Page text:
For ten days in December last year, the world’s media focused on the plight of three experienced mountain climbers missing in a storm near the summit of Mt. Hood. Two of the three north face winter ice climbers may have fallen, stranding Kelly James. He called his home in Texas using his cell phone, triggering the rescue effort. Days later, when the weather cleared, searchers quickly found Kelly who had died from hypothermia shortly after his one phone call. Kelly did not call 911 for rescue.

In February, eight adventurers challenged Mt. Hood by climbing north up the snow slope from the parking lot to Illumination Saddle to camp in two snow caves. The next morning, while descending the easy slopes in a forecast snowstorm, three became separated from their five companions. Very poor navigation had led them 90 degrees east to a steeper snow slope. Three slid down uncontrolled, abandoned two of their backpacks and then hiked for forty minutes until forced to spend the night ill equipped and un-prepared. They called for rescue. Searchers found them next morning, inexcusably wet, cold, hungry and thirsty. The group committed a comedy of mountaineering errors.

Note that they called rescuers every hour by cell phone. None of the three had their personal GPS to report their exact position or to find the nearby parking lot. However, searchers easily figured out where they were from their phoned information.

By chance, one of the two rented MLUs among the eight climbers was with the group of three. Portland Mountain Rescue (PMR) used the Mountain Locator Unit system. Searchers commented that the MLU was “hard to use and not very precise”.

PMR advocates the use of electronic communications with GPS receivers but does not believe the State should require anyone to use “electronic signaling devices”. I agree.

The following is my observation, speaking from the experience of a traditionally trained mountaineer.

First, a rescue does not begin until a Responsible Person calls 911 if the adventurer does not return by an agreed time.

Second, when a person becomes stranded due to illness or injury to themselves or others, or if they become lost, or are forced to overnight or shelter from a storm, it may be better to phone for help then, rather than waiting for the Responsible Person to call 911 hours or days later. Experience tells me to have this option.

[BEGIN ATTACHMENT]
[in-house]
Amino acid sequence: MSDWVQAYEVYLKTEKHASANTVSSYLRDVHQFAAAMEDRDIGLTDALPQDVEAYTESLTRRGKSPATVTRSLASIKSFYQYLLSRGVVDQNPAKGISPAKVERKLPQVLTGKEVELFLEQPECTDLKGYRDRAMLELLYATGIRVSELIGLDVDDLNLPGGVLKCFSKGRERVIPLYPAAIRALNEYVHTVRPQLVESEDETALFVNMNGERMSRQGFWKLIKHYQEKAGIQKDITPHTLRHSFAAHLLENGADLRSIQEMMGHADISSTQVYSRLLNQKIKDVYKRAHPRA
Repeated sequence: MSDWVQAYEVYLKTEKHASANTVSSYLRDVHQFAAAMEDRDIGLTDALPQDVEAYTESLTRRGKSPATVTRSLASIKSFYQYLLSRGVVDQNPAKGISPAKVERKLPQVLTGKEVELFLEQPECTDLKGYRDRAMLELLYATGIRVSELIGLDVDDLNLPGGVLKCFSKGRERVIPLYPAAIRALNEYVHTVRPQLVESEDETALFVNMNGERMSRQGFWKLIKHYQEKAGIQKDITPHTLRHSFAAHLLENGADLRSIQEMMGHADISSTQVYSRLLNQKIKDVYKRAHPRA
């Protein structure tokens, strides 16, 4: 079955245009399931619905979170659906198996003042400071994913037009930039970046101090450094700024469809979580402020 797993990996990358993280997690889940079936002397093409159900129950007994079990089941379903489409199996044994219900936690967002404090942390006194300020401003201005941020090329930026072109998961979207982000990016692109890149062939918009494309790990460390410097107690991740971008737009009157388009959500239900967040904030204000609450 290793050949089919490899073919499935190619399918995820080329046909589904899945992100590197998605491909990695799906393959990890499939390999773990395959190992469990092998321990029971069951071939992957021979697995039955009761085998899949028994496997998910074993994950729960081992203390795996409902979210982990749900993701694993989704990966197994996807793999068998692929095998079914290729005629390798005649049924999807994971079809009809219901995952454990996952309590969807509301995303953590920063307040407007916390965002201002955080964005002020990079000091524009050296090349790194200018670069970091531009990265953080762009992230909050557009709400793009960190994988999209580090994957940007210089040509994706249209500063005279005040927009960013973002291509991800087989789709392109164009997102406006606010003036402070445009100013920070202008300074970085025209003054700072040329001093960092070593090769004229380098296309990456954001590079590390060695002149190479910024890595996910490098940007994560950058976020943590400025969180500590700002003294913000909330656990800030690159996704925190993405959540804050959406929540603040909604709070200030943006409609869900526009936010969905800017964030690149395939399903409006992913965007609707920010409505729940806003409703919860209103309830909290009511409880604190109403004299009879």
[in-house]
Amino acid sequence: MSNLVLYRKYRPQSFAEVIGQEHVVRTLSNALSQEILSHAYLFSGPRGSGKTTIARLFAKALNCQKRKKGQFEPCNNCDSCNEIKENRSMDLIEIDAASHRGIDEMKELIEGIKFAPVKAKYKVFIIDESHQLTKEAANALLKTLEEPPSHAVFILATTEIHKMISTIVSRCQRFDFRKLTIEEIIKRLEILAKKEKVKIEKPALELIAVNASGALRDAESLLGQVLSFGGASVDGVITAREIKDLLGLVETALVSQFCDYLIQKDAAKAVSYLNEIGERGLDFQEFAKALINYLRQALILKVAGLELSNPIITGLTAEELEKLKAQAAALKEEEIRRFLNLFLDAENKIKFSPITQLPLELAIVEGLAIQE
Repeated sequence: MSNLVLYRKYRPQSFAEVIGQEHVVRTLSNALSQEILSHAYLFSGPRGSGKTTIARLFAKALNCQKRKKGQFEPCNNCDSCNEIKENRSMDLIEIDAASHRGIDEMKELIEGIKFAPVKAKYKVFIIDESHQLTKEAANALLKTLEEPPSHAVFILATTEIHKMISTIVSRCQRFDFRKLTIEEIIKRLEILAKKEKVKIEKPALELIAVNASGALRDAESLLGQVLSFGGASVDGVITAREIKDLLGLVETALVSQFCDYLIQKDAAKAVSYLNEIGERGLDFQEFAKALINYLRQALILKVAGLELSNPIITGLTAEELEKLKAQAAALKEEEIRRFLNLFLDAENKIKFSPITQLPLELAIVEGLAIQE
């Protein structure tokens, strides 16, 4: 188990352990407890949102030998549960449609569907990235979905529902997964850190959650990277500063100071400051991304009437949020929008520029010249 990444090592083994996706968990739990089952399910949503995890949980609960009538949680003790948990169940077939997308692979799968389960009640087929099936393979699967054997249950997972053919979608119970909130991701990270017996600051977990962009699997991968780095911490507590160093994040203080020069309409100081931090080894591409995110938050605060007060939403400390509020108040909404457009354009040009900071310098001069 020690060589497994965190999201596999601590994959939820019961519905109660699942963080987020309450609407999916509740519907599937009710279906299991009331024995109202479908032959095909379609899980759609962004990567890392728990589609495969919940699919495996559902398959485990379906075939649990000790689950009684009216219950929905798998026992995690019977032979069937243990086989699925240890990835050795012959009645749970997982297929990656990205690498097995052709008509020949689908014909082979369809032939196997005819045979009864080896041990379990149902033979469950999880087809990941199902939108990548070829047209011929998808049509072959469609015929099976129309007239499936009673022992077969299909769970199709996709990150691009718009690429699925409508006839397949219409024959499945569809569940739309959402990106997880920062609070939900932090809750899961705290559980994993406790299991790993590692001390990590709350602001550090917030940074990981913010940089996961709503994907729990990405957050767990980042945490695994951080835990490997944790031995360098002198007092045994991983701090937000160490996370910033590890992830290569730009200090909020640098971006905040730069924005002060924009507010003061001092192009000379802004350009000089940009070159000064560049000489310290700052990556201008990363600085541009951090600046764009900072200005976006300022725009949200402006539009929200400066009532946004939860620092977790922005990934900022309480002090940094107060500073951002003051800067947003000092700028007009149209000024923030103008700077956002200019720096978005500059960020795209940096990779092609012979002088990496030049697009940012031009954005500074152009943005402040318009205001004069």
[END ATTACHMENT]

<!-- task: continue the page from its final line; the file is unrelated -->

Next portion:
MLUs: Mt. Hood Mountain Locator Units are simple radio transmitters. They are managed by Clackamas County Sheriff’s Office, which is liable for maintenance, battery replacement, rental and user instruction.

Note that MLUs require a separate radio or phone call to 911 before any search begins. They are only available on Mt. Hood.

PLBs: A better option is the Personal Locator Beacon. These strong radios broadcast a signal to satellites that is relayed to the local County Sheriff often within five minutes with GPS Latitude and Longitude coordinates. They cost about $450 at local stores and do not require a subscription. The batteries last for years. They weigh a reasonable 12 ounces. Serious backcountry adventurers may want to own one.

SAT-CELLs: A third option is a Satellite Cell Phone. These units work like a PLB, but you can verbally send your GPS coordinates and chat. They are heavy, expensive and require a monthly subscription.

FRSs: "Family Radio Service" Walkie-talkie radios are a low cost option, but someone must be listening.

Best option: Carry your own everyday Cell Phone and your simple GPS.

A good cell phone is FREE with a $20 per month, two-year subscription including 200 free monthly minutes. One can call for help and give their very accurate GPS coordinates.

My friends choose to bring their own cell phones, GPS receivers, base plate compasses, USGS topo maps, and the knowledge of how to use them together. The cost of a quality map, compass and GPS is $136.

Robert Speik pursues an active retirement while writing for

Tom Kirchner
(ouzel) - MLife

Locale: Pacific Northwest/Sierra
Re: Re: Re: Roger Cafins advice to use Map, Compass and GPS together on 05/12/2009 17:12:00 MDT Print View

"Where we diverge is on the philosophical issue of what many call the Nanny State."